Indonesian Production Increases for Third Month Running
Output in the Indonesian manufacturing sector increased moderately during September. However, new order growth was the slowest in three months and new export orders continued to fall. With workforces contracting, backlogs of work were accumulated.
Whereas pre-production inventories increased, stocks of finished goods were depleted. Meanwhile, input and
output price inflation persisted in the latest month. The headline figure derived from the survey is the
Purchasing Managers’ Index™ (PMI™). Readings above 50.0 signal an improvement in business conditions on the previous month while readings below 50.0 show a deterioration. The PMI is composed of five sub-indices tracking changes in new orders, output, employment, suppliers’ delivery times and stocks of purchases.
The PMI posted 50.5 in September, down from the reading of 51.6 in August. Although the health of the Indonesian manufacturing sector continued to improve, latest data pointed to a slowdown from the previous month.
Su Sian Lim, ASEAN Economist at HSBC said: “The September PMI suggests only a slight expansion in manufacturing activity, a marked slowdown from August’s 10-month high. But there is still cause for
optimism. Backlogs of work rose for the first time on record. And while employment contracted for the first
time in four months, this owed to resignations rather than lay-offs. Lastly, manufacturers continue to be able to pass on higher costs to consumers, with both input and output prices still on the rise.”
Output increased for the third month running amid reports of stronger demand. However, the rate of expansion was only slight and slower than August’s 10-month high. Order book volumes also grew at a slower pace, with panellists linking recent rises to increasing marketing and the launch of new products. The global economic downturn continued to affect Indonesian exports, with some reports of falling orders from Europe and Japan.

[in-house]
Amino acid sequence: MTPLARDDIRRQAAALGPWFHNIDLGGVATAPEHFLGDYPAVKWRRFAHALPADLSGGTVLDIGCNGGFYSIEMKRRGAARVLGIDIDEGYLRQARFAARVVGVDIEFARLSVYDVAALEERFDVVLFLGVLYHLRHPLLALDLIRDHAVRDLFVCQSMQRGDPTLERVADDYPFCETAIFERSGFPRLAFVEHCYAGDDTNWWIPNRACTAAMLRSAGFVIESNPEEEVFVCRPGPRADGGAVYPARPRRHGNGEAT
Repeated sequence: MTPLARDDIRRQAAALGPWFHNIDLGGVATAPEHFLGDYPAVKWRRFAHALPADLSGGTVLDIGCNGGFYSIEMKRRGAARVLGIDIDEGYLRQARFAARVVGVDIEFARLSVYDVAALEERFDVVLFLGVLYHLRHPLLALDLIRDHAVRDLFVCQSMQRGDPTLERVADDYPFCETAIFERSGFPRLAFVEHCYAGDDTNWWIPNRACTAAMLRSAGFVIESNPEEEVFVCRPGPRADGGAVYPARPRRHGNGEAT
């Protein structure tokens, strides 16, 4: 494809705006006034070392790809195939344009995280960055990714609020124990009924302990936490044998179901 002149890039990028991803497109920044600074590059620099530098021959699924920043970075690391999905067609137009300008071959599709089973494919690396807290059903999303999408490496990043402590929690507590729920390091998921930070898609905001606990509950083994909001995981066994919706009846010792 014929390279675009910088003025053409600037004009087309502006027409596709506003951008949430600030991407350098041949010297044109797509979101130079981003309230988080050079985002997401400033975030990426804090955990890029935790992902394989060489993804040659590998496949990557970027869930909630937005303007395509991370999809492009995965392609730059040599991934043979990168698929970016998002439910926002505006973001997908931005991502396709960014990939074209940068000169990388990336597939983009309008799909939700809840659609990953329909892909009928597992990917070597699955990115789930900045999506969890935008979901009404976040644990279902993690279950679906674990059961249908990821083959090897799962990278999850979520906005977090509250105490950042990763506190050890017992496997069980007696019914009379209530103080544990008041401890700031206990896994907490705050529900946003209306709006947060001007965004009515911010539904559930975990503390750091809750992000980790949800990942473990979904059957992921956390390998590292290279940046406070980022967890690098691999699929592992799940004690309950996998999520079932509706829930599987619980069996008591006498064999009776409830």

Workforces fell, ending a three-month sequence of job creation. That said, the pace of contraction was only slight and the vast majority (94%) of survey respondents signalled no change in employment from August.
Meanwhile, the volume of work-in-hand (but not yet completed) increased, following a stagnation in August. That said, the rate of accumulation was only slight.
Whereas pre-production inventories increased, stocks of finished goods were depleted. Manufacturers in Indonesia reportedly accumulated input inventories in order to meet rising demand. Stocks of purchases
increased for the third successive month, although the pace of expansion was only slight.
Moreover, postproduction inventories were depleted at a slight rate, ending a two-month sequence of growth.
Inflationary pressures persisted in the Indonesian goods-producing sector during August. According to
panellists, input costs rose in line with increasing raw material and commodity prices. Although substantial, the pace of inflation eased to the slowest since November 2011. Charges increased slightly, although inflation eased from the pace recorded in August.
Anecdotal evidence suggested that selling prices were increased in line with rising raw material costs. Purchasing activity increased for the third successive month. However, the rate of expansion was slower than
August’s five-month high.